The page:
"Thus I Refute Beelzy", a short story by John Collier, published in the October 1940 issue of The Atlantic Monthly. It was reprinted in Famous Fantastic Mysteries, October 1952, which is available at the Internet Archive. A reading by Nelson Olmsted from a 1957 episode of the radio program Sleep No More is also available at the Internet Archive. Here is a plot summary from Plot Spot:
A little boy, Small Simon, refuses to acknowledge to his father, Big Simon, that Mr Beelzy is nothing more than a daydream. The father attempts to reason with his son, laying forth his arguments in a logical and straight-forward manner, but then resorts to threats of violence when his son fails to heed him. Small Simon seems unconcerned—he claims that Mr Beelzy won't let anyone hurt him...
There is an anthology I had as a kid. The first story
Hmm. The only book I've been able to find with "Thus I Refute Beelzy" as the first story is the 1974 trade paperback anthology Fantasy: Shapes of Things Unknown, but the cover is nothing like your description. Is any of these covers the one you remember? If you read it in a Bantam paperback, it might have been a Bantam edition of Collier's collection Fancies and Goodnights.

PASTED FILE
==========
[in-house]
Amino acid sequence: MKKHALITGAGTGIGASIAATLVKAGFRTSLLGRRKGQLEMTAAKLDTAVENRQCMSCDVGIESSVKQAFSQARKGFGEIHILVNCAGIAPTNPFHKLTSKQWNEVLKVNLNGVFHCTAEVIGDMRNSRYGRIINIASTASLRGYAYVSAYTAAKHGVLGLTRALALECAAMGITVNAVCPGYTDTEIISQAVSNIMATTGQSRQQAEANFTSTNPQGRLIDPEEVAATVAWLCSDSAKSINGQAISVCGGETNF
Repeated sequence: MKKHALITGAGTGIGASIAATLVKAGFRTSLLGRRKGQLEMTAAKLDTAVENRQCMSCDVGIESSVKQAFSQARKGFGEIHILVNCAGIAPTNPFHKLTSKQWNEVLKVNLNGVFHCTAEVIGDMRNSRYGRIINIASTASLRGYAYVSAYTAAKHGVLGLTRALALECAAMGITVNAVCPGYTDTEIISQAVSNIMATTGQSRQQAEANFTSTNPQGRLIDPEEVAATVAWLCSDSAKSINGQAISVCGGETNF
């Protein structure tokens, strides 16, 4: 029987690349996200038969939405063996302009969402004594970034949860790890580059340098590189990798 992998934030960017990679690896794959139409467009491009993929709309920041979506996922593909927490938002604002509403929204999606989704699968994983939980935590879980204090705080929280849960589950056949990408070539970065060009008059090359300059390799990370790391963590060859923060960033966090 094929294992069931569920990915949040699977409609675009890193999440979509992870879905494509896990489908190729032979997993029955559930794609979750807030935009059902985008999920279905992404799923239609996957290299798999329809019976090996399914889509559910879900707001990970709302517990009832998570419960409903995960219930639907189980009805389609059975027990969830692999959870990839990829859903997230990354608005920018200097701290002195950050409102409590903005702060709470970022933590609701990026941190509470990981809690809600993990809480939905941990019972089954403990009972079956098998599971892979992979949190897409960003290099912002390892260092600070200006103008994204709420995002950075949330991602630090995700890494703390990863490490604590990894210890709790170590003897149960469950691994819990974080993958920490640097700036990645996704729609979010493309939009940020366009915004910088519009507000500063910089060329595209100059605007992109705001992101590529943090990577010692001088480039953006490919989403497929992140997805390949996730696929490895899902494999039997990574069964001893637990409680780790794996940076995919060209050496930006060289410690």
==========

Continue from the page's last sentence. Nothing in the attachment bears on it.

was about a child who had a monster/creature, maybe named Mr. (something or other).
"He is six," said her husband. "He is a reasonable being. He must choose for himself. But what game is this, Small Simon, that is worth getting nervy and dazed over? There are very few games as good as all that."
"It's nothing," said the boy.
"Oh, come," said his father. "We are friends, are we not? You can tell me. I was a Small Simon once, just like you, and played the same games you play. Of course there were no aeroplanes in those days. With whom do you play this fine game? Come on, we must all answer civil questions, or the world would never go round. With whom do you play?
"Mr. Beelzy," said the boy, unable to resist.
"Mr. Beelzy?" said his father, raising his eyebrows inquiringly at his wife.
"It's a game he makes up," said she.
"Not makes up!" cried the boy. "Fool!"
"That is telling stories," said his mother. "And rude as well. We had better talk of something different."
The father did not believe the creature existed.
"I hope you are listening to me," said his father. "All you have to do is say, 'I have been playing a game of let's-pretend. With someone I make up, called Mr. Beelzy.' Then no one will say you tell lies, and you will know the difference between dreams and reality. Mr. Beelzy is a day dream."
The story ends with the family finding the father's hand on the landing of the staircase.
Foot, not hand:
It was on the second-floor landing that they found the shoe, with the man's foot still in it, like that last morsel of a mouse which sometimes falls unnoticed from the side of the jaws of the cat.